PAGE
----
What to Know Before Making Mobile Payments

Paying Bills

While many Americans have become used to paying their bills online, not everyone is as adept at making mobile payments on their cellphones while riding the bus, sipping coffee in a cafe or just lounging on the sofa.

Even so, banks have embraced mobile banking to provide greater convenience to their customers, developing mobile applications and mobile banking websites to make the experience more user-friendly.

For example, Bank of America has offered free mobile banking since 2007 and has more than 8.5 million mobile users who send text messages, check their balances, transfer funds and make mobile payments, according to Marc Warshawsky, senior vice president of Charlotte, N.C.-based Bank of America.

"We offer a free mobile app for iPhone, BlackBerry and Android phones that is specifically tailored to leverage the navigation standards of each phone and increases the usability of the site," Warshawsky says. "But you can also reach our mobile-optimized website."

Mobile banking: getting started

At institutions such as Bank of America and TD Bank, customers must start their mobile banking experience by setting up an online banking connection by creating a customer login name and password.

"Once you are logged on, you can check your balance, transfer funds or pay bills on any predetermined pages that have been set up through online banking," says Montresa McMillan, senior vice president for TD Bank.

TD Bank and Bank of America have systems that allow customers to make mobile payments or transfer funds from one account to another, but the accounts and the payees must be established on customers' online banking accounts.

Once a payee account has been established in an online bill-payment program, users can simply go to the bill-payment tab on the mobile website and choose the payee, the amount and the date they want the mobile payment to be made as they would on the online banking site, Warshawsky says.

The same limits that apply to payments online also apply to making mobile payments.

Payments to Friends and Family

If you want to transfer funds from one account to another within your bank, you can do this with the same ease with mobile banking as you would with online banking. For example, if you check your balance while at the grocery store and discover you may be in danger of an overdraft, you can move money from your savings account to your checking account instantly with your mobile phone.

Bank customers who have joint accounts with their college-age students can transfer an unlimited amount of money into a joint account, up to the balance in the first account.

If you are transferring money to another person's account for a mobile payment, there may be limits. For example, Bank of America limits the transfer to $1,000 per day and to $10,000 per month.

There's another option for people who want to do mobile transfers to another person -- they can use Popmoney. It's a Web-based service offered by a wide range of financial institutions to send and receive money.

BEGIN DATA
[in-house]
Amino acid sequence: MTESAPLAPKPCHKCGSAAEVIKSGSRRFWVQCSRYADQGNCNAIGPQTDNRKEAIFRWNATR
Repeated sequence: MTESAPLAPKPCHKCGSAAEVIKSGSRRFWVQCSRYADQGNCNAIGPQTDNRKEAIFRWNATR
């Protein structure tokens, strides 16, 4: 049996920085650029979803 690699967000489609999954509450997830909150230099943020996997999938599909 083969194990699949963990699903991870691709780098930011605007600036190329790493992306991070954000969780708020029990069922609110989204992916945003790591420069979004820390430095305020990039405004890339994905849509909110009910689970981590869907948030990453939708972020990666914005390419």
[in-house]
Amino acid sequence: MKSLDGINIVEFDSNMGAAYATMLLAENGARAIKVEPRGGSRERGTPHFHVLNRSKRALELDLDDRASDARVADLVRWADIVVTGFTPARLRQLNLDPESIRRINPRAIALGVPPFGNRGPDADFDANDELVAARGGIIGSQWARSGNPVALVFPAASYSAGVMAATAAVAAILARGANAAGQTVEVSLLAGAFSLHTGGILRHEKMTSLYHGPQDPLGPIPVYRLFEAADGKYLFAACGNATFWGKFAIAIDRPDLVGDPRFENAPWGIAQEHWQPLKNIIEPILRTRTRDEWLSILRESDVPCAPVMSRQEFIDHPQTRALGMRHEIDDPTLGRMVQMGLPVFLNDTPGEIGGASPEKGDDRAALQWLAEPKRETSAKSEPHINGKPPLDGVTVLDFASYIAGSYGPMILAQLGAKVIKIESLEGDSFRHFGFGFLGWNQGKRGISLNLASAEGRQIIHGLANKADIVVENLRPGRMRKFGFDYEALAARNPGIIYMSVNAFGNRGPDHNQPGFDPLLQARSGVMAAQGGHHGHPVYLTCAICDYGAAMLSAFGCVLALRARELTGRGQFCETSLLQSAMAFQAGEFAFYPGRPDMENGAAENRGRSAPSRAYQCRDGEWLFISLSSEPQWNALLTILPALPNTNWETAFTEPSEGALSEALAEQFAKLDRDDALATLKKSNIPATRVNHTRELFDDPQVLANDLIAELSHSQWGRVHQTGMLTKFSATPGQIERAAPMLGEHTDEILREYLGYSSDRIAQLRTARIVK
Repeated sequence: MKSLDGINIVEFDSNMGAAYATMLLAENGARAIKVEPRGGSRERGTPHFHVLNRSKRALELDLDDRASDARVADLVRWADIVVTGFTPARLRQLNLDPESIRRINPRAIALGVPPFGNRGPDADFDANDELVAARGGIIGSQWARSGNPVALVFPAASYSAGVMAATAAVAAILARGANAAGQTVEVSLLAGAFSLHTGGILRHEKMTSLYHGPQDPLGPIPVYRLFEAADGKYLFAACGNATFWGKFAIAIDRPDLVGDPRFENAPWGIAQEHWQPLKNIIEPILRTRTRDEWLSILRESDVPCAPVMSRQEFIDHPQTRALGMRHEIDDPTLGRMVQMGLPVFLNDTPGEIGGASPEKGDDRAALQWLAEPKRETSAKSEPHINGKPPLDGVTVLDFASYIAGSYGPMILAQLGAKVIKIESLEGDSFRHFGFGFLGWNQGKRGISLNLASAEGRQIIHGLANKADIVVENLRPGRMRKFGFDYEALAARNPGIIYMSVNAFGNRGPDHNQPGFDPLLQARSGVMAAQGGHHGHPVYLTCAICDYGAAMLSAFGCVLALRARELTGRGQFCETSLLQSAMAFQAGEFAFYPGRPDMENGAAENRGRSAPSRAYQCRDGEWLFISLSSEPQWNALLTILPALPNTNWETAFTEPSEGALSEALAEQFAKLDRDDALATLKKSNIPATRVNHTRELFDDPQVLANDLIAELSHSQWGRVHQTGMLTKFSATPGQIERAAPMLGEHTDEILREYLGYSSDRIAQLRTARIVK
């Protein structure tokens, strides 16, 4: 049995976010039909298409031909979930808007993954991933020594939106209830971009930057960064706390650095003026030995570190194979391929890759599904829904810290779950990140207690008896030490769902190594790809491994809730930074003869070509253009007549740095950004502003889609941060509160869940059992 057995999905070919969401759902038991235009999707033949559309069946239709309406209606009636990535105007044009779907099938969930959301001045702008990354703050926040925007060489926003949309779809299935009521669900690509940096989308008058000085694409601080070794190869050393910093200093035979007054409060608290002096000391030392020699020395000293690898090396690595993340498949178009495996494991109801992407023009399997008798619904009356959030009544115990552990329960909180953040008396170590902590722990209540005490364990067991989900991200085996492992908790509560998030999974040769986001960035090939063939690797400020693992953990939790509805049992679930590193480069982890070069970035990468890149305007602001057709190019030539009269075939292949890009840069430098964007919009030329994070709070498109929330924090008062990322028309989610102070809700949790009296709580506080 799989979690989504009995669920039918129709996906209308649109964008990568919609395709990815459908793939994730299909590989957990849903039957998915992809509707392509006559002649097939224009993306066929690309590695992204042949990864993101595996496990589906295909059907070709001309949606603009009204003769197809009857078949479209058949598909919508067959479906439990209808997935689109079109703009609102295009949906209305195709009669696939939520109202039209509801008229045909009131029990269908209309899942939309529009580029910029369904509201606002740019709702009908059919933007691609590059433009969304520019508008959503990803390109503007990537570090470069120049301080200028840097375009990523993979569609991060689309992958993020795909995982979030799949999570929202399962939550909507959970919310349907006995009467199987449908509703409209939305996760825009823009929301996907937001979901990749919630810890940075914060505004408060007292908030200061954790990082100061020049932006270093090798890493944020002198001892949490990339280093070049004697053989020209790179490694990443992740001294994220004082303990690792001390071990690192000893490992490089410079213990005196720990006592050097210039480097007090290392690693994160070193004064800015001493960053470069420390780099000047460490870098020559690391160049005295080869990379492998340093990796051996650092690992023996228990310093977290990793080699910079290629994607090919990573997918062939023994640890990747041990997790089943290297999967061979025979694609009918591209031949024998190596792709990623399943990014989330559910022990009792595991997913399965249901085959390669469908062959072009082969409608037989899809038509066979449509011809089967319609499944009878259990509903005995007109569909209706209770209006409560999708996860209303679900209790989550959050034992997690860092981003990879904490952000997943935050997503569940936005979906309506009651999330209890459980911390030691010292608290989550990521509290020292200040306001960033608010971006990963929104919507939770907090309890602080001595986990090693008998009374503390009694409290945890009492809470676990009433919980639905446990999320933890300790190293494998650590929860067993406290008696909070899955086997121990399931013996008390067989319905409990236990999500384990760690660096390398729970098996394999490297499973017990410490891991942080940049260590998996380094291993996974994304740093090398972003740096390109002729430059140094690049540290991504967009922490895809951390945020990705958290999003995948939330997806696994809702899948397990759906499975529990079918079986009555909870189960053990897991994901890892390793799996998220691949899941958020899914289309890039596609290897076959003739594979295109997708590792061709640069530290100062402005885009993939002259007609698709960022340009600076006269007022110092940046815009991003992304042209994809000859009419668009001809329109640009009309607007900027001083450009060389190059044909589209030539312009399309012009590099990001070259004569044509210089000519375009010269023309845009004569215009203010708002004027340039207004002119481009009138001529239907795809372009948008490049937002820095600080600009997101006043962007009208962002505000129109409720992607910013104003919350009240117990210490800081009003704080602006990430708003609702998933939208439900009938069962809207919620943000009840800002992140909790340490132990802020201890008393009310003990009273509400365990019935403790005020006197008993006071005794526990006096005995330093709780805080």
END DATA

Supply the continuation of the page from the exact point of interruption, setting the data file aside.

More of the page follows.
"While you can't pay a bill with Popmoney, you can send money to another person as long as you know their email address, mobile phone number or a bank account number," says Beth Coggins, spokeswoman for Ally Financial. "All you have to do is log in to your Ally account, then enter one of those pieces of information for the recipient. If you have the bank account number, then the money is deposited into that account. Otherwise, the recipient receives an email or a text that tells them they have received money and how to access it."

Coggins says Popmoney is used frequently by Ally customers instead of paying cash or writing a check for a gift. It also is used to send money to college students or to pay a baby sitter or lawn-care service. Popmoney transfers are limited to $1,000 per day.

Security Issues

While some consumers may be wary about using their cellphones to transfer money or make mobile payments, Warshawsky says mobile banking has the same service protections as online banking.

"Customers should feel as confident about mobile banking as they do about online banking. This is just a different form of accessing the same website," Warshawsky says. "We never store any sensitive information on the device. So, even if you lose your mobile phone, no one would be able to access your financial information from it."

Customers use the same login names and passwords for mobile banking as they do with their online banking accounts. Mobile banking also offers other precautions such as a security question or a site key, which is a photo or symbol the customer chooses and must check before entering his or her password.

McMillan says once customers are comfortable with the security of their data, they usually embrace the convenience of banking away from a computer. "Even if someone leaves their home without her purse, she rarely leaves behind her cellphone," McMillan says.